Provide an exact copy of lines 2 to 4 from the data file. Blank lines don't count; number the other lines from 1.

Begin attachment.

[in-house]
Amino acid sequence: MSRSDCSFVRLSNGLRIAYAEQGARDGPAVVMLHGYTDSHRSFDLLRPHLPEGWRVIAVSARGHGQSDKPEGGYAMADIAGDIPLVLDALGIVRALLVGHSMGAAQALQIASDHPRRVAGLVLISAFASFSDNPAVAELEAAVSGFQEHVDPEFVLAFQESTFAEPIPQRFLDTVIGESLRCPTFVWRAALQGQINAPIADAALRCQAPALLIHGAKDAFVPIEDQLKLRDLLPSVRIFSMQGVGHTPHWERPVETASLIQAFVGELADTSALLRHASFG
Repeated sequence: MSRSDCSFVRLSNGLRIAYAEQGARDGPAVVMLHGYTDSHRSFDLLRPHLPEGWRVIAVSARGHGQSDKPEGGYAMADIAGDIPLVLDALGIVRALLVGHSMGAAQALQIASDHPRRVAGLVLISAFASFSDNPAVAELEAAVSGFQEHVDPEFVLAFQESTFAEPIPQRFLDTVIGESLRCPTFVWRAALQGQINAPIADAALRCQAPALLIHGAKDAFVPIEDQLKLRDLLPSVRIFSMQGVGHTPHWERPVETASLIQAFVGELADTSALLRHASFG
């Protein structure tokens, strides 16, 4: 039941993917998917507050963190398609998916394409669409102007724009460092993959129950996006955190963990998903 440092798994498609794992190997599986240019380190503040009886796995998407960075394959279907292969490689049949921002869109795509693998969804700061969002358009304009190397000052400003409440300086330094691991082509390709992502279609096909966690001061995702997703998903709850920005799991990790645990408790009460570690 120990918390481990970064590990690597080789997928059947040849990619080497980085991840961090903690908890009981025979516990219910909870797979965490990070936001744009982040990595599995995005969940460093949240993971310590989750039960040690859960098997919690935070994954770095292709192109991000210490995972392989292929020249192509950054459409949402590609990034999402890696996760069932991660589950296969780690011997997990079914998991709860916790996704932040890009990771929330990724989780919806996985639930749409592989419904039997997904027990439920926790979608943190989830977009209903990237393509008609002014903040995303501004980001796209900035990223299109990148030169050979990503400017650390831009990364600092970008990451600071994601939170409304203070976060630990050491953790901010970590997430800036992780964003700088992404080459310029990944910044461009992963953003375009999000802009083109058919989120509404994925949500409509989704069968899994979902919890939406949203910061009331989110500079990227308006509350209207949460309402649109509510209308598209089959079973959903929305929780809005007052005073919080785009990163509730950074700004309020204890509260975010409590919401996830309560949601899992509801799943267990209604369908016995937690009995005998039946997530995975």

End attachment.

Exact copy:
Amino acid sequence: MSRSDCSFVRLSNGLRIAYAEQGARDGPAVVMLHGYTDSHRSFDLLRPHLPEGWRVIAVSARGHGQSDKPEGGYAMADIAGDIPLVLDALGIVRALLVGHSMGAAQALQIASDHPRRVAGLVLISAFASFSDNPAVAELEAAVSGFQEHVDPEFVLAFQESTFAEPIPQRFLDTVIGESLRCPTFVWRAALQGQINAPIADAALRCQAPALLIHGAKDAFVPIEDQLKLRDLLPSVRIFSMQGVGHTPHWERPVETASLIQAFVGELADTSALLRHASFG
Repeated sequence: MSRSDCSFVRLSNGLRIAYAEQGARDGPAVVMLHGYTDSHRSFDLLRPHLPEGWRVIAVSARGHGQSDKPEGGYAMADIAGDIPLVLDALGIVRALLVGHSMGAAQALQIASDHPRRVAGLVLISAFASFSDNPAVAELEAAVSGFQEHVDPEFVLAFQESTFAEPIPQRFLDTVIGESLRCPTFVWRAALQGQINAPIADAALRCQAPALLIHGAKDAFVPIEDQLKLRDLLPSVRIFSMQGVGHTPHWERPVETASLIQAFVGELADTSALLRHASFG
């Protein structure tokens, strides 16, 4: 039941993917998917507050963190398609998916394409669409102007724009460092993959129950996006955190963990998903 440092798994498609794992190997599986240019380190503040009886796995998407960075394959279907292969490689049949921002869109795509693998969804700061969002358009304009190397000052400003409440300086330094691991082509390709992502279609096909966690001061995702997703998903709850920005799991990790645990408790009460570690 120990918390481990970064590990690597080789997928059947040849990619080497980085991840961090903690908890009981025979516990219910909870797979965490990070936001744009982040990595599995995005969940460093949240993971310590989750039960040690859960098997919690935070994954770095292709192109991000210490995972392989292929020249192509950054459409949402590609990034999402890696996760069932991660589950296969780690011997997990079914998991709860916790996704932040890009990771929330990724989780919806996985639930749409592989419904039997997904027990439920926790979608943190989830977009209903990237393509008609002014903040995303501004980001796209900035990223299109990148030169050979990503400017650390831009990364600092970008990451600071994601939170409304203070976060630990050491953790901010970590997430800036992780964003700088992404080459310029990944910044461009992963953003375009999000802009083109058919989120509404994925949500409509989704069968899994979902919890939406949203910061009331989110500079990227308006509350209207949460309402649109509510209308598209089959079973959903929305929780809005007052005073919080785009990163509730950074700004309020204890509260975010409590919401996830309560949601899992509801799943267990209604369908016995937690009995005998039946997530995975």